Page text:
Her debut full-length, Sometimes I Sit And Think, And Sometimes I Just Sit, takes to another level the nonchalant way she can turn an existential crisis into concise, funny and irresistible rock songs: the production is tighter, the lyrics are more focused and the band seems to have crystalized how to play a tune with punch instead of precision, which gives a wonderful loose ambience to Barnett’s rambling lyrics.

2015 has yet to see a more fascinating and fully formed underground rock troubadour.

 

EarthEE not only keeps exploring all the superlative qualities of THEESatisfaction debut (political without being preachy, experimental but not hermetic, challenging though highly enjoyable), but also manages somehow to be even more sonically rich and detailed. This is one of the most indisputable musical triumph of black womanhood of recent years, a keeper for any listener avid for some stimulating and innovative blend of Afro-futurist rap, dense neo-soul, jazz, R&B and pop with an acute social message.

 

In many ways, I Love You, Honeybear is exactly the kind of album you would expect from the same duo (Josh Tillman and Jonathan Wilson) that produced Father John Misty’s celebrated debut: sexy, literate, caustically funny and sumptuously arranged. The only real difference is that our sinful troubadour is now in love – and he wants everybody to acknowledge it. In 2015, it was hard not to.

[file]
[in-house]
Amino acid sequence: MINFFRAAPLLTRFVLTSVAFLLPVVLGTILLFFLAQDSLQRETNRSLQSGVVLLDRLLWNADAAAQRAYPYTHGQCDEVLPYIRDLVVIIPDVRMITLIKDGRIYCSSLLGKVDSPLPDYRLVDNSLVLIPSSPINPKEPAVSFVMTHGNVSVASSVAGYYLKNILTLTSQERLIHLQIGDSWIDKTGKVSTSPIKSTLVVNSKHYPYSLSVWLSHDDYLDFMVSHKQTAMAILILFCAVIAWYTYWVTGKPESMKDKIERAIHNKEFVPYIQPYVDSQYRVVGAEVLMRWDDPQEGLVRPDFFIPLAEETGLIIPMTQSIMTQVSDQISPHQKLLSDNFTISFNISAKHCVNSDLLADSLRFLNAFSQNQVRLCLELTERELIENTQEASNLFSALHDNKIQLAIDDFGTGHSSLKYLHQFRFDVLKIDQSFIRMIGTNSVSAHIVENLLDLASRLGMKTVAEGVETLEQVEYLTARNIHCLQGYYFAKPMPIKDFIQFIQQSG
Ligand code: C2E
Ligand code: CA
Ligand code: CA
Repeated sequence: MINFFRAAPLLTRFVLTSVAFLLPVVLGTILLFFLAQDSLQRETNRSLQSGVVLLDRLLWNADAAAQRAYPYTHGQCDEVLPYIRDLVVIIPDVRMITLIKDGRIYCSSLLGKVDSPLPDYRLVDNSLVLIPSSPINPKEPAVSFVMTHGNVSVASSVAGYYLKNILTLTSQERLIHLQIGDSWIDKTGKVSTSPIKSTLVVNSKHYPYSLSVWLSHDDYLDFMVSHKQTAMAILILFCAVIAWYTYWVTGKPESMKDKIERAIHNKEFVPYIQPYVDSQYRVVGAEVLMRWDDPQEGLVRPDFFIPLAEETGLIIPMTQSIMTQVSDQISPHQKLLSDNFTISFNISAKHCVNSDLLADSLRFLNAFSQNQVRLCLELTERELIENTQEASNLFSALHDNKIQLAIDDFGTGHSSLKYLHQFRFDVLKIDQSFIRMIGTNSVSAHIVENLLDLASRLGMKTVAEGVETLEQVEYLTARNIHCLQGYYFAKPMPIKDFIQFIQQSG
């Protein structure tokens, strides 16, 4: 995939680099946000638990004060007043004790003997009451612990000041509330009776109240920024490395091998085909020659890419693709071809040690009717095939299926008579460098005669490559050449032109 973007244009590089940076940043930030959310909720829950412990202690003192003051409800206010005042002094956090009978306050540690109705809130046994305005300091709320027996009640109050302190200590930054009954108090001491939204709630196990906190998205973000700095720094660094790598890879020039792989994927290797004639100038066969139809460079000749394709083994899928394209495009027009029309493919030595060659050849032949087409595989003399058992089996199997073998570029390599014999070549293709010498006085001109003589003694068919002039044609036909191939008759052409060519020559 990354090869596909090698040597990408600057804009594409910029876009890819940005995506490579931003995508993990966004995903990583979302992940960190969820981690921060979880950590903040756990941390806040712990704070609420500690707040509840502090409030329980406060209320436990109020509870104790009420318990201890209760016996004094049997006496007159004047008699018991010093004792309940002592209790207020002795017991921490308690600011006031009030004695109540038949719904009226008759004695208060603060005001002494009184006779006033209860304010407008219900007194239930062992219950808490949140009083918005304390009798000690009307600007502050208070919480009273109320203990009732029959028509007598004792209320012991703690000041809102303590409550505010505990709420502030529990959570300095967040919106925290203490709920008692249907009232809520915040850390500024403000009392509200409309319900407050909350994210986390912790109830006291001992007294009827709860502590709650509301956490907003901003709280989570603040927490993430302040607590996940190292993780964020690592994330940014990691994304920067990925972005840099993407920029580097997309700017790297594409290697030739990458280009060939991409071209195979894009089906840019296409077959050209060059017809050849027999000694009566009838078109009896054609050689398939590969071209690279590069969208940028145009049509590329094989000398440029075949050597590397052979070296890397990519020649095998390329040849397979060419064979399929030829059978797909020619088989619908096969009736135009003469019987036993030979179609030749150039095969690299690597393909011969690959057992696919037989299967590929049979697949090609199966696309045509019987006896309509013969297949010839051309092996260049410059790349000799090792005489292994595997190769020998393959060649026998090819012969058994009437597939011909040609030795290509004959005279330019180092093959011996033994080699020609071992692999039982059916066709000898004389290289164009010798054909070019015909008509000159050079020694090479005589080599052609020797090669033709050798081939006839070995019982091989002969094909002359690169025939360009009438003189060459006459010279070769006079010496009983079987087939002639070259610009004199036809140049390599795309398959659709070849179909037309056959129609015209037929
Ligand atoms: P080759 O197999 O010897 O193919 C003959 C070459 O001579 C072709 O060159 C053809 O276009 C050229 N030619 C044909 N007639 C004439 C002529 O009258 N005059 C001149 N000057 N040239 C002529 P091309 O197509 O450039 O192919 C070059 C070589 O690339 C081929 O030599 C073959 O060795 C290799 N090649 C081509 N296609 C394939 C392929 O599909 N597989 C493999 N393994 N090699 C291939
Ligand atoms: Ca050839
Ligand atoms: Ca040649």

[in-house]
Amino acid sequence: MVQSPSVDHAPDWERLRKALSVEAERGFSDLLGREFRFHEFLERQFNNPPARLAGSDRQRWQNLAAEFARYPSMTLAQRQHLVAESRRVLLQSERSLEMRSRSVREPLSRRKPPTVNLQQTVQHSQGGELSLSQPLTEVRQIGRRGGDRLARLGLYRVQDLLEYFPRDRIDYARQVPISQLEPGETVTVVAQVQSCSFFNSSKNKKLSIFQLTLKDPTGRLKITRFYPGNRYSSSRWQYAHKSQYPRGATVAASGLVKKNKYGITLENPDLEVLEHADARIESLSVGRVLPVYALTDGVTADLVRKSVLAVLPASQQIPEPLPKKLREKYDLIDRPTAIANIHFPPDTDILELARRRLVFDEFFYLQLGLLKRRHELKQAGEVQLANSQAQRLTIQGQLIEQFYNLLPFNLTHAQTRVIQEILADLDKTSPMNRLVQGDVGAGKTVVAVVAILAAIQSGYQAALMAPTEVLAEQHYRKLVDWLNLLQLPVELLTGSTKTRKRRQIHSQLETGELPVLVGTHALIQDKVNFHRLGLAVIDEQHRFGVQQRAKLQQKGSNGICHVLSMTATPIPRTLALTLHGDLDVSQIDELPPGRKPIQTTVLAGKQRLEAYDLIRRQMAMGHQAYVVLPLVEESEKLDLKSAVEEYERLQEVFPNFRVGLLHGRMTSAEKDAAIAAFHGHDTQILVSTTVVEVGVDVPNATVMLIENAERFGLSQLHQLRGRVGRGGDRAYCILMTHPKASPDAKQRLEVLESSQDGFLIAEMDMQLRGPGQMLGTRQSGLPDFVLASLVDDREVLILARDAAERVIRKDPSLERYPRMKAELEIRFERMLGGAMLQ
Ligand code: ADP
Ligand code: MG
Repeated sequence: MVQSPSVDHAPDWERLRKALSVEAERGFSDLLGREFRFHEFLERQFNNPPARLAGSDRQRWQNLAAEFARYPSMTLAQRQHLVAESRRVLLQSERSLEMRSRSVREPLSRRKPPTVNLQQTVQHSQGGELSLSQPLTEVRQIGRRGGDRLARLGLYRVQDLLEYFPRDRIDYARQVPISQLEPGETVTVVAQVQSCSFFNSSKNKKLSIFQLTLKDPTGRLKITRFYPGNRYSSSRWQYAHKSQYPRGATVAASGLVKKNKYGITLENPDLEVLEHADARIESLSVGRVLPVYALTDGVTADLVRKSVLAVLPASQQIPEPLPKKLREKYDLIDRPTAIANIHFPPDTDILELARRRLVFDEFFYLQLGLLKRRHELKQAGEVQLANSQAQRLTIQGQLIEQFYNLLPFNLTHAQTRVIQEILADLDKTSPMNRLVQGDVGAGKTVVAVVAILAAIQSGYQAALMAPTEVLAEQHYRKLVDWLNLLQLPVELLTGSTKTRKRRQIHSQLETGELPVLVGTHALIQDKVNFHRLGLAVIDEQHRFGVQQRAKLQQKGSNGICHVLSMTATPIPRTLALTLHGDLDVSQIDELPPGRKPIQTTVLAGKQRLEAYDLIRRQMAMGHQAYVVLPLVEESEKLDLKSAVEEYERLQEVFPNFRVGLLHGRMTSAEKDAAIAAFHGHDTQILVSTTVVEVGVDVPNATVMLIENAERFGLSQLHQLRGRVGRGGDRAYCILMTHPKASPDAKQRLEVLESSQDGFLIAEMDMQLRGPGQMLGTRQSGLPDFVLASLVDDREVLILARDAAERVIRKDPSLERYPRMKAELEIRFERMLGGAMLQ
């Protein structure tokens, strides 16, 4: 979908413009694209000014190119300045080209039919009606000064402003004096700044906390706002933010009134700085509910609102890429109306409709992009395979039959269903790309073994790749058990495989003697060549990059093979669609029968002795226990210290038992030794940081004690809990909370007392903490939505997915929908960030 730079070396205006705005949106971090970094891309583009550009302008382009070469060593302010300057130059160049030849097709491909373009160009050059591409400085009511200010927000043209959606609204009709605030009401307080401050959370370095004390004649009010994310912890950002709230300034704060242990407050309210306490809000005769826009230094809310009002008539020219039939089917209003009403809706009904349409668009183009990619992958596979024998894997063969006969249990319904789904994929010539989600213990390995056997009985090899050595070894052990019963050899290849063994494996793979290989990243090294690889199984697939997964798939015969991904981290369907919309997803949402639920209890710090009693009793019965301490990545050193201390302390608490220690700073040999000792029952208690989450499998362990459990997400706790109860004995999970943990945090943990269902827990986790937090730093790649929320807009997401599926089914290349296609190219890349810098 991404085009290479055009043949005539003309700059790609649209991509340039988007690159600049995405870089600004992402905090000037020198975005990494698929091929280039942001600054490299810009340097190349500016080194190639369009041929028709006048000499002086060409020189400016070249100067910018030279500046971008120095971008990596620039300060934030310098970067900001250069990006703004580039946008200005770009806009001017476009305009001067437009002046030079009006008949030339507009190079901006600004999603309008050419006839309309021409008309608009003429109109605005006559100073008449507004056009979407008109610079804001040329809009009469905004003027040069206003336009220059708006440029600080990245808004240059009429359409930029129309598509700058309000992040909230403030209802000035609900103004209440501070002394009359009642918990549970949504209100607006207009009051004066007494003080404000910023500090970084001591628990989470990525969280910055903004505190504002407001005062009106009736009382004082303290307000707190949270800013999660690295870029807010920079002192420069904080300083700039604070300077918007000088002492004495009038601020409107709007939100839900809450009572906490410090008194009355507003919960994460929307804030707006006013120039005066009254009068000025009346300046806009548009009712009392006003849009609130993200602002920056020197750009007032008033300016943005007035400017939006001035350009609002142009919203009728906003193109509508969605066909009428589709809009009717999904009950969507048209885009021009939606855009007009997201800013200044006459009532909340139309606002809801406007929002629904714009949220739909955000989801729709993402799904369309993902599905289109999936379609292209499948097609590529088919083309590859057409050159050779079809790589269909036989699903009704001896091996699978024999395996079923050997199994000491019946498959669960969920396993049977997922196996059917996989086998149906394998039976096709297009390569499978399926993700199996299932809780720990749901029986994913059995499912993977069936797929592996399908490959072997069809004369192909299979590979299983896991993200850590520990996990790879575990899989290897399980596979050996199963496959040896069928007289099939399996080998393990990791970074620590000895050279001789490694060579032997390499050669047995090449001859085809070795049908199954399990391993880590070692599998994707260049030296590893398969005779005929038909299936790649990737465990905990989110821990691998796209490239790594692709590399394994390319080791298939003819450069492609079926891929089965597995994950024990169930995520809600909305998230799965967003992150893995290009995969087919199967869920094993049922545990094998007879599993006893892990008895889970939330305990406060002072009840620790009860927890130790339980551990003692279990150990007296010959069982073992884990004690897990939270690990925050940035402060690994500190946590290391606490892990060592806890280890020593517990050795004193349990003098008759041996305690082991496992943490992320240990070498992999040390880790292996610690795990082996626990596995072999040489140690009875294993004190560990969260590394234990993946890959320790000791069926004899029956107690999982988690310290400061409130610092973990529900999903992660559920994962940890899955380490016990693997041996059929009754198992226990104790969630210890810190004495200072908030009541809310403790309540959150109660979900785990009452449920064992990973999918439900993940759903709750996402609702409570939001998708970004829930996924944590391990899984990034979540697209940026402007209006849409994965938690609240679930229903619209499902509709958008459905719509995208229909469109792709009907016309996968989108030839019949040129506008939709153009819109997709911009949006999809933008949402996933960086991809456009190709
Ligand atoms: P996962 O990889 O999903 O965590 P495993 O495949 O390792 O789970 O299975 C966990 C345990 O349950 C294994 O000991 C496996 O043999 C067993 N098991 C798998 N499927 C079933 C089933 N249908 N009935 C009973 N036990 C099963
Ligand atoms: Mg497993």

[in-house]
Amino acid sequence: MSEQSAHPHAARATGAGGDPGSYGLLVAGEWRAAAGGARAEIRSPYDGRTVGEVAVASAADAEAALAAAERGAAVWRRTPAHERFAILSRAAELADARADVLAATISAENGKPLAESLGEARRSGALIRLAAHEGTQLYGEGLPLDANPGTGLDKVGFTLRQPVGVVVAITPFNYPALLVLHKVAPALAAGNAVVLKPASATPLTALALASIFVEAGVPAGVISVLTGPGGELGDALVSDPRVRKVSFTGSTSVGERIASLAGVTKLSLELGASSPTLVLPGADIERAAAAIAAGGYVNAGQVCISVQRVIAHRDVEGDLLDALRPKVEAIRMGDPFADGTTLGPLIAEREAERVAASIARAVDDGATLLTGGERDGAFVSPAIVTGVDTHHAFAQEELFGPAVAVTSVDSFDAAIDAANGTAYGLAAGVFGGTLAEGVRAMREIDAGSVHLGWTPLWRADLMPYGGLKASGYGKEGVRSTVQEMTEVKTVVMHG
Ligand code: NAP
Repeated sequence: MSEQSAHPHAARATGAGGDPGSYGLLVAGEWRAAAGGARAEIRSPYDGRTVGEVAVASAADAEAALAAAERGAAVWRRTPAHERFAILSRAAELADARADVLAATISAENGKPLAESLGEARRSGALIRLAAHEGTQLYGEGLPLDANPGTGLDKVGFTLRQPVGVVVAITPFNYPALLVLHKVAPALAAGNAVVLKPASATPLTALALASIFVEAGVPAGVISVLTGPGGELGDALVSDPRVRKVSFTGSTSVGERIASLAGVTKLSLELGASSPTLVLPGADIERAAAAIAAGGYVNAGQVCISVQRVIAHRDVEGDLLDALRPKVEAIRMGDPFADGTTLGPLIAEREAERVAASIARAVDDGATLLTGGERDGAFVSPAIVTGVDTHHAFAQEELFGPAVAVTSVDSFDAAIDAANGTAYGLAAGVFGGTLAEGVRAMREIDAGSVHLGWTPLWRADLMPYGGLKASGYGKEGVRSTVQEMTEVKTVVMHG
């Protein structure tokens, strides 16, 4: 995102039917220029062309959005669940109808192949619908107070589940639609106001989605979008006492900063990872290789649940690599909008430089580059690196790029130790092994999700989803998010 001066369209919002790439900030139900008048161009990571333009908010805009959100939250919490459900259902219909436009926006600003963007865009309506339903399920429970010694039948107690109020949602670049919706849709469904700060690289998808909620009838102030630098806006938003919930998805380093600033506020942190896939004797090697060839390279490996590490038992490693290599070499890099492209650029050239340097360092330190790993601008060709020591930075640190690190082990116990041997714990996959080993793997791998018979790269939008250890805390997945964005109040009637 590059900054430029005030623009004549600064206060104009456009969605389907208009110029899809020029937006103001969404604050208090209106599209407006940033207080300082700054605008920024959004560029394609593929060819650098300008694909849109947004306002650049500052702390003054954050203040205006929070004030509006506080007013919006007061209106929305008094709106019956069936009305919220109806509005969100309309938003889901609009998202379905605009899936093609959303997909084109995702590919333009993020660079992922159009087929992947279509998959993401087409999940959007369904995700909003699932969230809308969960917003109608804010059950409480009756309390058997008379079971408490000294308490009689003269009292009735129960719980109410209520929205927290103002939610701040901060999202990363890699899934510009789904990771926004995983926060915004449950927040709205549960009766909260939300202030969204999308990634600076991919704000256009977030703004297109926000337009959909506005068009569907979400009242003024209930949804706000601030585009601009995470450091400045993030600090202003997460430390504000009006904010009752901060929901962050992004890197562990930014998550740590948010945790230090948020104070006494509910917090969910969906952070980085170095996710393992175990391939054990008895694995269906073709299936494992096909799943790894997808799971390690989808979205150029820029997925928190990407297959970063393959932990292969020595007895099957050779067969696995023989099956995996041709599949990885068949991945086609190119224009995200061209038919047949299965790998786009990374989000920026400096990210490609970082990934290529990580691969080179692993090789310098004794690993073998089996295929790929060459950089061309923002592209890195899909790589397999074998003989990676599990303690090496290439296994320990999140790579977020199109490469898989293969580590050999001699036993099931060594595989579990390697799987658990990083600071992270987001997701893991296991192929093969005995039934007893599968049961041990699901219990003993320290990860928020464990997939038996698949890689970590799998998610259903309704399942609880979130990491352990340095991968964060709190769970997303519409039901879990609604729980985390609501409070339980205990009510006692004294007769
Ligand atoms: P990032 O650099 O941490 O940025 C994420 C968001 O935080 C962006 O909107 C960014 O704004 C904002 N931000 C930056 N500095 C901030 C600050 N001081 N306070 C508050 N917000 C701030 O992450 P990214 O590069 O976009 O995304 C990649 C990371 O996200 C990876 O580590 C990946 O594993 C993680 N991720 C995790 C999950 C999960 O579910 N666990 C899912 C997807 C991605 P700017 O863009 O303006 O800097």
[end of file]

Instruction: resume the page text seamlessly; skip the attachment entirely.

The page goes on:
Any year is better with a Deerhunter album. In 2015, they gave us Fading Frontier, an extremely concise and focused record, that ditched the dark claustrophobia of their previous record (the great Monomania) for the kind of kaleidoscopic approach and precise experimentation that has made them one of the most fascinating indie bands of the States. Add adds the most personal and accomplished lyrics ever written by Bradford Cox and you got another fine addition to a stellar discography.